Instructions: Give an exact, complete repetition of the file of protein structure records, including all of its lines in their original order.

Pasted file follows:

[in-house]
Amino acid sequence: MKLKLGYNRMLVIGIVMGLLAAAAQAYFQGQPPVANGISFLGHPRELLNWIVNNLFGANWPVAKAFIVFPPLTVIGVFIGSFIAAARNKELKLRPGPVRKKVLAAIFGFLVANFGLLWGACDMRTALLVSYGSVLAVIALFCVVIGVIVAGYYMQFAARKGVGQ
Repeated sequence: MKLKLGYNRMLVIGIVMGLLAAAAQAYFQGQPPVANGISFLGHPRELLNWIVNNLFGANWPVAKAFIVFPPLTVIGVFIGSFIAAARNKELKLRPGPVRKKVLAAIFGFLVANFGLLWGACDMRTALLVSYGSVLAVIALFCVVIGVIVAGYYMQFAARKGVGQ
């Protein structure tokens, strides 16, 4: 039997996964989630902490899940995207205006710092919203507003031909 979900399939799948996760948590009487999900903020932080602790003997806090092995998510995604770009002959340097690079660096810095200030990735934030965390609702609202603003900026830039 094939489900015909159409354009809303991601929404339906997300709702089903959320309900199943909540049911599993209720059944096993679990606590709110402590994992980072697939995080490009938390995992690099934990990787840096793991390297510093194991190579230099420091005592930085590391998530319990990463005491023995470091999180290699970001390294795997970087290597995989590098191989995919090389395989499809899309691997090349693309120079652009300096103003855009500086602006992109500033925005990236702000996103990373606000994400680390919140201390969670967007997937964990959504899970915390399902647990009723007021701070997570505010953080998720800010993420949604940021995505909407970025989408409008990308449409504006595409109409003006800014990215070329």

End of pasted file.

[in-house]
Amino acid sequence: MKLKLGYNRMLVIGIVMGLLAAAAQAYFQGQPPVANGISFLGHPRELLNWIVNNLFGANWPVAKAFIVFPPLTVIGVFIGSFIAAARNKELKLRPGPVRKKVLAAIFGFLVANFGLLWGACDMRTALLVSYGSVLAVIALFCVVIGVIVAGYYMQFAARKGVGQ
Repeated sequence: MKLKLGYNRMLVIGIVMGLLAAAAQAYFQGQPPVANGISFLGHPRELLNWIVNNLFGANWPVAKAFIVFPPLTVIGVFIGSFIAAARNKELKLRPGPVRKKVLAAIFGFLVANFGLLWGACDMRTALLVSYGSVLAVIALFCVVIGVIVAGYYMQFAARKGVGQ
């Protein structure tokens, strides 16, 4: 039997996964989630902490899940995207205006710092919203507003031909 979900399939799948996760948590009487999900903020932080602790003997806090092995998510995604770009002959340097690079660096810095200030990735934030965390609702609202603003900026830039 094939489900015909159409354009809303991601929404339906997300709702089903959320309900199943909540049911599993209720059944096993679990606590709110402590994992980072697939995080490009938390995992690099934990990787840096793991390297510093194991190579230099420091005592930085590391998530319990990463005491023995470091999180290699970001390294795997970087290597995989590098191989995919090389395989499809899309691997090349693309120079652009300096103003855009500086602006992109500033925005990236702000996103990373606000994400680390919140201390969670967007997937964990959504899970915390399902647990009723007021701070997570505010953080998720800010993420949604940021995505909407970025989408409008990308449409504006595409109409003006800014990215070329």